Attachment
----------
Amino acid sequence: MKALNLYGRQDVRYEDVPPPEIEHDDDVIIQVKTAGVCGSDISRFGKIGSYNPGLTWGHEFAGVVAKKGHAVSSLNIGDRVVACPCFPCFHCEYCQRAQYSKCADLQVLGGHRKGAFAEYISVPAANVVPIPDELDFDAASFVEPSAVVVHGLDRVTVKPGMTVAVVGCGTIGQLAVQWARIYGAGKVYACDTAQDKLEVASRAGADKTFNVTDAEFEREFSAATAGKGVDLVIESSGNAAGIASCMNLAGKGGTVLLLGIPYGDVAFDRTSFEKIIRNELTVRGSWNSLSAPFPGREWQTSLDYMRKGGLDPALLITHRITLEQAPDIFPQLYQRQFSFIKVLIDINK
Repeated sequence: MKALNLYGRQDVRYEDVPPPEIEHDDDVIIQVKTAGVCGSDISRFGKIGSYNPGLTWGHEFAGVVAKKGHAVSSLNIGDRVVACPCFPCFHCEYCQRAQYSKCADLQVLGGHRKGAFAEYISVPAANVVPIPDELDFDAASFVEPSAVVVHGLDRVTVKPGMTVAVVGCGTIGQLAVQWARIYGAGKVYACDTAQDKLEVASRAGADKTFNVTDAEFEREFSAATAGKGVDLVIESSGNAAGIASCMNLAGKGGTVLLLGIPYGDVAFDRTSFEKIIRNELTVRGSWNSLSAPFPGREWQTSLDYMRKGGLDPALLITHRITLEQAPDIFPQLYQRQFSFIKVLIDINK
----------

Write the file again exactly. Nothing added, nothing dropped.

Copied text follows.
Amino acid sequence: MKALNLYGRQDVRYEDVPPPEIEHDDDVIIQVKTAGVCGSDISRFGKIGSYNPGLTWGHEFAGVVAKKGHAVSSLNIGDRVVACPCFPCFHCEYCQRAQYSKCADLQVLGGHRKGAFAEYISVPAANVVPIPDELDFDAASFVEPSAVVVHGLDRVTVKPGMTVAVVGCGTIGQLAVQWARIYGAGKVYACDTAQDKLEVASRAGADKTFNVTDAEFEREFSAATAGKGVDLVIESSGNAAGIASCMNLAGKGGTVLLLGIPYGDVAFDRTSFEKIIRNELTVRGSWNSLSAPFPGREWQTSLDYMRKGGLDPALLITHRITLEQAPDIFPQLYQRQFSFIKVLIDINK
Repeated sequence: MKALNLYGRQDVRYEDVPPPEIEHDDDVIIQVKTAGVCGSDISRFGKIGSYNPGLTWGHEFAGVVAKKGHAVSSLNIGDRVVACPCFPCFHCEYCQRAQYSKCADLQVLGGHRKGAFAEYISVPAANVVPIPDELDFDAASFVEPSAVVVHGLDRVTVKPGMTVAVVGCGTIGQLAVQWARIYGAGKVYACDTAQDKLEVASRAGADKTFNVTDAEFEREFSAATAGKGVDLVIESSGNAAGIASCMNLAGKGGTVLLLGIPYGDVAFDRTSFEKIIRNELTVRGSWNSLSAPFPGREWQTSLDYMRKGGLDPALLITHRITLEQAPDIFPQLYQRQFSFIKVLIDINK